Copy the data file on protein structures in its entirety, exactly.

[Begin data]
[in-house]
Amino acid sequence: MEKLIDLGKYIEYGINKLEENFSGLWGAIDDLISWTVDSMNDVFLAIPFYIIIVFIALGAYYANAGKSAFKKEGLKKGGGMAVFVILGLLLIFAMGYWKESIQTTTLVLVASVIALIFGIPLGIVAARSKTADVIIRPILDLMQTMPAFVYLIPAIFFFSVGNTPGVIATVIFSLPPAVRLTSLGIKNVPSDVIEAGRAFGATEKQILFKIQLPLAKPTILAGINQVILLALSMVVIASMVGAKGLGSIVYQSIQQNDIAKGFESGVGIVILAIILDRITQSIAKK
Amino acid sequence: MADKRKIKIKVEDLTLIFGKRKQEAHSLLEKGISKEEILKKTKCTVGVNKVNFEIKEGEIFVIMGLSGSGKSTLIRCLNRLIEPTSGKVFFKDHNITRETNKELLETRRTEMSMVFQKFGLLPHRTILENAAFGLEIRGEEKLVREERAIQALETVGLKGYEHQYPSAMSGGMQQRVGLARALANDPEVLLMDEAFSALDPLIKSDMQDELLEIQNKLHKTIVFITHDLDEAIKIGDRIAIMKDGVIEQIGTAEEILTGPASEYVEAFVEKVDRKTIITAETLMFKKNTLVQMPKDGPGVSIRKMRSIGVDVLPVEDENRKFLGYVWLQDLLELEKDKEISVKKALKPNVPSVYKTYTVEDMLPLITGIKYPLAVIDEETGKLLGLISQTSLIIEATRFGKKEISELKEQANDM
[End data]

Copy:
[in-house]
Amino acid sequence: MEKLIDLGKYIEYGINKLEENFSGLWGAIDDLISWTVDSMNDVFLAIPFYIIIVFIALGAYYANAGKSAFKKEGLKKGGGMAVFVILGLLLIFAMGYWKESIQTTTLVLVASVIALIFGIPLGIVAARSKTADVIIRPILDLMQTMPAFVYLIPAIFFFSVGNTPGVIATVIFSLPPAVRLTSLGIKNVPSDVIEAGRAFGATEKQILFKIQLPLAKPTILAGINQVILLALSMVVIASMVGAKGLGSIVYQSIQQNDIAKGFESGVGIVILAIILDRITQSIAKK
Amino acid sequence: MADKRKIKIKVEDLTLIFGKRKQEAHSLLEKGISKEEILKKTKCTVGVNKVNFEIKEGEIFVIMGLSGSGKSTLIRCLNRLIEPTSGKVFFKDHNITRETNKELLETRRTEMSMVFQKFGLLPHRTILENAAFGLEIRGEEKLVREERAIQALETVGLKGYEHQYPSAMSGGMQQRVGLARALANDPEVLLMDEAFSALDPLIKSDMQDELLEIQNKLHKTIVFITHDLDEAIKIGDRIAIMKDGVIEQIGTAEEILTGPASEYVEAFVEKVDRKTIITAETLMFKKNTLVQMPKDGPGVSIRKMRSIGVDVLPVEDENRKFLGYVWLQDLLELEKDKEISVKKALKPNVPSVYKTYTVEDMLPLITGIKYPLAVIDEETGKLLGLISQTSLIIEATRFGKKEISELKEQANDM